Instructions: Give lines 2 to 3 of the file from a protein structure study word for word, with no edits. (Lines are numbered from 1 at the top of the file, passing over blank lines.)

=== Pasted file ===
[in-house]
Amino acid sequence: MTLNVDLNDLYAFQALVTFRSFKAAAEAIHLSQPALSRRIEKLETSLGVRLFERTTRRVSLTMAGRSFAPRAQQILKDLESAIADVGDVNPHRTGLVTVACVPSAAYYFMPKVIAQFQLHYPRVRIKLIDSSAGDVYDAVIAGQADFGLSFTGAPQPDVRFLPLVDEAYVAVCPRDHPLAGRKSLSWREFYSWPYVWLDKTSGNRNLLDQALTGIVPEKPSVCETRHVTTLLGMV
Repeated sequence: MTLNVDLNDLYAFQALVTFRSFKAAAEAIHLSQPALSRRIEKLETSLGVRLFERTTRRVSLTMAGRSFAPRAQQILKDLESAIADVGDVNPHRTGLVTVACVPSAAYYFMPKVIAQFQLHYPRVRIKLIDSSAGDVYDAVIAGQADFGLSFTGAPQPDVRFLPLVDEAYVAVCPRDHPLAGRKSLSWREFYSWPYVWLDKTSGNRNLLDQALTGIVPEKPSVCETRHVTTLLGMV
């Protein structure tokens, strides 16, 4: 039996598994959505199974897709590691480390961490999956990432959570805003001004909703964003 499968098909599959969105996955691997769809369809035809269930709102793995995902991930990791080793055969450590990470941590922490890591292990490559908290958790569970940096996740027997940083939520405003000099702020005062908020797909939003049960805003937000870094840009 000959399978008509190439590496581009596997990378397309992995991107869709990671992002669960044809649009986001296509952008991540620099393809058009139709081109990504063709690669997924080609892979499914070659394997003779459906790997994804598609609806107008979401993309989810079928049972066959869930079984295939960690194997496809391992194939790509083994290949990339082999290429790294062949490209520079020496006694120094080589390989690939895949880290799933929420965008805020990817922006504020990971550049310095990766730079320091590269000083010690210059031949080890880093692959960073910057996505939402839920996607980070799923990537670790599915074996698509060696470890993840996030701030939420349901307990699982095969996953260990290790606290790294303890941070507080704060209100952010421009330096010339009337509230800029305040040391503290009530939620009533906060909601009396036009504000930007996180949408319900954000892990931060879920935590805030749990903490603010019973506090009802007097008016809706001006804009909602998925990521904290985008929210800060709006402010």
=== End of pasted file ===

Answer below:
Amino acid sequence: MTLNVDLNDLYAFQALVTFRSFKAAAEAIHLSQPALSRRIEKLETSLGVRLFERTTRRVSLTMAGRSFAPRAQQILKDLESAIADVGDVNPHRTGLVTVACVPSAAYYFMPKVIAQFQLHYPRVRIKLIDSSAGDVYDAVIAGQADFGLSFTGAPQPDVRFLPLVDEAYVAVCPRDHPLAGRKSLSWREFYSWPYVWLDKTSGNRNLLDQALTGIVPEKPSVCETRHVTTLLGMV
Repeated sequence: MTLNVDLNDLYAFQALVTFRSFKAAAEAIHLSQPALSRRIEKLETSLGVRLFERTTRRVSLTMAGRSFAPRAQQILKDLESAIADVGDVNPHRTGLVTVACVPSAAYYFMPKVIAQFQLHYPRVRIKLIDSSAGDVYDAVIAGQADFGLSFTGAPQPDVRFLPLVDEAYVAVCPRDHPLAGRKSLSWREFYSWPYVWLDKTSGNRNLLDQALTGIVPEKPSVCETRHVTTLLGMV